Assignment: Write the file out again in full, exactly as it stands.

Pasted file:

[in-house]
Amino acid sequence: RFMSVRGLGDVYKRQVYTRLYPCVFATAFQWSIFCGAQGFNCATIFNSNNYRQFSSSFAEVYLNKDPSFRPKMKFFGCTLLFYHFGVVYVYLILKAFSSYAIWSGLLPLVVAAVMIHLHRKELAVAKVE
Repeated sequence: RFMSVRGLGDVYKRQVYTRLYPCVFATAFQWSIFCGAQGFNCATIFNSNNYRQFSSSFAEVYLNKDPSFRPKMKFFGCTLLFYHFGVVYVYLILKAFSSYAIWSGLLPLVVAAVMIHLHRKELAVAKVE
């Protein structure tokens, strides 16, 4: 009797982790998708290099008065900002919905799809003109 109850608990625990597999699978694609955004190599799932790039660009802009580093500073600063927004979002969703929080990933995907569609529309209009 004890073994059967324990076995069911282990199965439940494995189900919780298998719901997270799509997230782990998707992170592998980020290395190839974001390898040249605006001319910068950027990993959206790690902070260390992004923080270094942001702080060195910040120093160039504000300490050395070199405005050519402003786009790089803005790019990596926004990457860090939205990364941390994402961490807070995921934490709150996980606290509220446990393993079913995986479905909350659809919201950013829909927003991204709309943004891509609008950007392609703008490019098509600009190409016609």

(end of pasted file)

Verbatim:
[in-house]
Amino acid sequence: RFMSVRGLGDVYKRQVYTRLYPCVFATAFQWSIFCGAQGFNCATIFNSNNYRQFSSSFAEVYLNKDPSFRPKMKFFGCTLLFYHFGVVYVYLILKAFSSYAIWSGLLPLVVAAVMIHLHRKELAVAKVE
Repeated sequence: RFMSVRGLGDVYKRQVYTRLYPCVFATAFQWSIFCGAQGFNCATIFNSNNYRQFSSSFAEVYLNKDPSFRPKMKFFGCTLLFYHFGVVYVYLILKAFSSYAIWSGLLPLVVAAVMIHLHRKELAVAKVE
């Protein structure tokens, strides 16, 4: 009797982790998708290099008065900002919905799809003109 109850608990625990597999699978694609955004190599799932790039660009802009580093500073600063927004979002969703929080990933995907569609529309209009 004890073994059967324990076995069911282990199965439940494995189900919780298998719901997270799509997230782990998707992170592998980020290395190839974001390898040249605006001319910068950027990993959206790690902070260390992004923080270094942001702080060195910040120093160039504000300490050395070199405005050519402003786009790089803005790019990596926004990457860090939205990364941390994402961490807070995921934490709150996980606290509220446990393993079913995986479905909350659809919201950013829909927003991204709309943004891509609008950007392609703008490019098509600009190409016609």